Pickles are an Indian favourite worldwide. This fiery-red creation bears no semblance to the ‘pickled’ (vinegar-soaked) cucumbers, carrots, onions, etc. that usually accompany a deli meal.  And yes, unlike their Western namesake, they are spicy…terribly spicy. The redness meter varies depending on the ingredients that make up the pickle. 

Mango pickle, lemon pickle, red chilli, green chilli, ginger, garlic, gooseberry pickle, mixed vegetable, tomato, onion, potato, bitter gourd…the list is almost endless.

A must-have with your Indian meal, Indian pickles could leave you sniffing, sweating, or perhaps even drooling for more!  If you find yourself in a traditional Indian restaurant, they are usually served with your meal or placed alongside the yogurt raita, salad and chutney dips in a buffet.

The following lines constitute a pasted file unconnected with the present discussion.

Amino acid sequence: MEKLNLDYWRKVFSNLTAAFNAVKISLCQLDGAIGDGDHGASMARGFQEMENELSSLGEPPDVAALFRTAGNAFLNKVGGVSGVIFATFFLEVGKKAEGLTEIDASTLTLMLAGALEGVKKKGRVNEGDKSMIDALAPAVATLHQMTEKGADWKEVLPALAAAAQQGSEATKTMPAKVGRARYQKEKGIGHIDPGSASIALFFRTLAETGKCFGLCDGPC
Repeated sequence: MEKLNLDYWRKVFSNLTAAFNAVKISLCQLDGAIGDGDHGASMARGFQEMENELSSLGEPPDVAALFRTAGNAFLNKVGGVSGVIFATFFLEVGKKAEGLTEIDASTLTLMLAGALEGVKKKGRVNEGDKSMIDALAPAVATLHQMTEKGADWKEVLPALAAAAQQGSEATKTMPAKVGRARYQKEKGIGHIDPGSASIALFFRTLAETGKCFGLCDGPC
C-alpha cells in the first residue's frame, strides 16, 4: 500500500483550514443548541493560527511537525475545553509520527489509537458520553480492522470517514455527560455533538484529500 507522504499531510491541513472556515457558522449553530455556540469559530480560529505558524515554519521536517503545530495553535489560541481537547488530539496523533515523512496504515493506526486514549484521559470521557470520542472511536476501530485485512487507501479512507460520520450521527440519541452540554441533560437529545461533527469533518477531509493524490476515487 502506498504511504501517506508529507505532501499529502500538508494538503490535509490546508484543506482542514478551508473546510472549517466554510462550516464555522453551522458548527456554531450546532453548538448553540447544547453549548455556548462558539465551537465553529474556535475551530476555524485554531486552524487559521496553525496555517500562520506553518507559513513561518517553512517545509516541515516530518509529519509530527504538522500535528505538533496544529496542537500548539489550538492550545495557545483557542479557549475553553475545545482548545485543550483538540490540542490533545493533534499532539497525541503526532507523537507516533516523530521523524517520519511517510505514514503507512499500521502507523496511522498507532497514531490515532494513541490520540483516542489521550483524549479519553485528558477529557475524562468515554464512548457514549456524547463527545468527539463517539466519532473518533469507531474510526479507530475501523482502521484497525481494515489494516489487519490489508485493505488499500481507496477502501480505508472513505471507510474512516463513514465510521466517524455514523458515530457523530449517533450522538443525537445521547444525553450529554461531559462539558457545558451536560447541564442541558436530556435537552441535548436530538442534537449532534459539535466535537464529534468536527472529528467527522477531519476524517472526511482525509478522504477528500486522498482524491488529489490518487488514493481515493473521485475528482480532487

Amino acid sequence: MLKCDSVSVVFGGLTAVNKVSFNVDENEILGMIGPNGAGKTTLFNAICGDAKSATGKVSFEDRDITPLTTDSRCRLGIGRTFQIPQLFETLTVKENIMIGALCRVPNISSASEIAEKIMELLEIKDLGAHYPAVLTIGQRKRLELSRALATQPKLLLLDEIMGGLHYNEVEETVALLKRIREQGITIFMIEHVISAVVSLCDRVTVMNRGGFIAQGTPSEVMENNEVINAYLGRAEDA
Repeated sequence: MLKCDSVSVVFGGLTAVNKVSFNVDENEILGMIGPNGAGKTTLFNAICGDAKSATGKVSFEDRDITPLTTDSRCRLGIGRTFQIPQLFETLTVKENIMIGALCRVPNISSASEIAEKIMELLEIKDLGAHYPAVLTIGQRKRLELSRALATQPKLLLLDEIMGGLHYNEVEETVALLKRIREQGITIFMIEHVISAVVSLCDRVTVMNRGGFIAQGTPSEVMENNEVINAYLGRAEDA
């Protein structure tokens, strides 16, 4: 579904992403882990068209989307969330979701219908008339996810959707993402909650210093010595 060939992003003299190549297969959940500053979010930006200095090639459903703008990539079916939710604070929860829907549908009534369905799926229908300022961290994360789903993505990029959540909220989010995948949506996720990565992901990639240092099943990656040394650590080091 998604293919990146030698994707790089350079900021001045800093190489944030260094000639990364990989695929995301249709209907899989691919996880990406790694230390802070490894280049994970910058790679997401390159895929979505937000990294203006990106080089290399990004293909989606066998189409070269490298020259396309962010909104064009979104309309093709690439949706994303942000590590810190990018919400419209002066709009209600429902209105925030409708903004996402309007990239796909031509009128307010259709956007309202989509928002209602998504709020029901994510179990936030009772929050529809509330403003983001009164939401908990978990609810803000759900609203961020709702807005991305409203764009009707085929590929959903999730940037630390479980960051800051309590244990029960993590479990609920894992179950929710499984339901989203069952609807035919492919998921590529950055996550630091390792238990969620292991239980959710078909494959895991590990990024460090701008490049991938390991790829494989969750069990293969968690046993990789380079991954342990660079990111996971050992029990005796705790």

Avakkai mango
My earliest recollections of eating pickles take me back to my grandparents’ house in Chennai. My grandmother kept huge ceramic jars filled with homemade pickles, particularly mango avakkai and vadu tender mango.

Vadu or tender mango - my fav
 One afternoon, I caught sight of my eldest sister (then a teen) sneaking into the kitchen and helping herself to a piece of pickle. It was only an hour after lunch and she had decided to maximize her enjoyment of the book she was reading by having something chatpata or lip-smacking to snack on.  And as I discovered that day, there was nothing better than a succulent piece of mango pickle to go with the mystery book I had been reading.

Thayir saadum or curd rice with pickle

After that day, there was no stopping. I tried pickles of all kinds. Spicy red pickles, sweet pickles, sour pickles, salty pickles. 

Pickles with paratha, pickles with bread, pickles with  rice, pickles with anything, pickles by themselves.

I still enjoy pickles with my meals. Pickles with thayir saadum or yogurt rice is my preferred combo just like for a majority of people from South India who usually end their meals with this cool favourite.


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